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|dc.contributor.author||Majoni, Sandawana William||en|
|dc.identifier.citation||Heart, lung & circulation 2019-07; 28(7): 1042-1049||en|
|dc.description.abstract||Heart failure (HF) is associated with significant morbidity and mortality and recurrent hospitalisations, particularly in the Indigenous Australians of the Northern Territory. In remote Northern Australia, the epidemiology is less clear but anecdotal evidence suggests it may be worse. In addition, some anecdotal evidence suggests that prognostic pharmacological therapy could also be underutilised. Minimal HF data exists in the remote and Indigenous settings, making this study unique. A retrospective cohort review of pharmacological management of 99 patients from 1 January 2014 to 31 December 2014 was performed. Ninety-nine (99) patients were identified. 59.6% were non-Indigenous vs 40.4% Indigenous. The majority was male (69.7%). Indigenous patients were younger; median age was 51.4 (43.4-60.6) vs 70.5 (62.2-77.0), p<0.001. Major causes of HF were coronary artery disease (61%) and dilated cardiomyopathy (27%). Associated comorbidities included hypertension (52%), dyslipidaemia (38%), diabetes mellitus (40%) and atrial fibrillation (25%). The use of angiotensin converting enzyme inhibitors/angiotensin receptor blockers (ACEI/ARB) and β-blocker was 68% and 87%, respectively. Forty-one (41) patients not on an ACEI/ARB and/or β-blocker were identified. Seventeen (17) of those patients (42%) did not receive an ACEI/ARB because of renal failure. Four (4) patients (10%) did not take a β-blocker due to hypotension. Fourteen (14) patients (34%) were not prescribed an ACEI/ARB and/or β-blocker had no identifiable contraindications. Indigenous patients are over-represented at a younger age demonstrating the alarming rate of disease burden in NT's young Indigenous population. Generally, ACEI/ARBs were underutilised compared to β-blockers with renal impairment being the primary contraindication. There is a need to develop processes to further improve the use of heart failure medications and setting up a HF database could be the first step in progress.||en|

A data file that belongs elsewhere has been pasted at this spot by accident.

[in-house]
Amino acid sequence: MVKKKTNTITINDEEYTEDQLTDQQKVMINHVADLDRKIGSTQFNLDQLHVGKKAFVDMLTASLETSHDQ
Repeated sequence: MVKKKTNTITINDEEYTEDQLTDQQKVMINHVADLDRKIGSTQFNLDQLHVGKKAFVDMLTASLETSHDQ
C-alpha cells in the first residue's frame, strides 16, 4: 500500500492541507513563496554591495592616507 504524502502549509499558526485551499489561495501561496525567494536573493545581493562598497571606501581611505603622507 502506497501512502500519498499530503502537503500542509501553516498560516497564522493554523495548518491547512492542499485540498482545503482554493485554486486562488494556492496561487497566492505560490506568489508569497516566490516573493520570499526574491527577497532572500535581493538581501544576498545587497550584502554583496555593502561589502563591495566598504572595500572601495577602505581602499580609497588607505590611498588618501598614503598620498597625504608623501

|dc.title||Adherence to Treatment Guidelines in Heart Failure Patients in the Top End Region of Northern Territory.||en|
|dc.identifier.journaltitle||Heart, lung & circulation||en|
|dc.identifier.affiliation||Northern Territory Medical Program, Flinders University, Royal Darwin Hospital, Tiwi, NT, Australia. Electronic address: firstname.lastname@example.org..||en|
|dc.identifier.affiliation||Northern Territory Medical Program, Flinders University, Royal Darwin Hospital, Tiwi, NT, Australia; Department of Nephrology, Division of Medicine, Royal Darwin Hospital, Tiwi, NT, Australia; Menzies School of Health Research, Charles Darwin University, Casuarina, NT, Australia..||en|
|dc.identifier.affiliation||HeartWest, Melbourne, Vic, Australia; Northern Territory Medical School, Flinders University, Tiwi, NT, Australia..||en|
|dc.identifier.affiliation||Department of Cardiology, Division of Medicine, Royal Darwin Hospital, Tiwi, NT, Australia..||en|
|dc.identifier.affiliation||Northern Territory Medical Program, Flinders University, Royal Darwin Hospital, Tiwi, NT, Australia; Menzies School of Health Research, Charles Darwin University, Casuarina, NT, Australia; Department of Cardiology, Division of Medicine, Royal Darwin Hospital, Tiwi, NT, Australia..||en|
|Appears in Collections:||(a) NT Health Research Collection|
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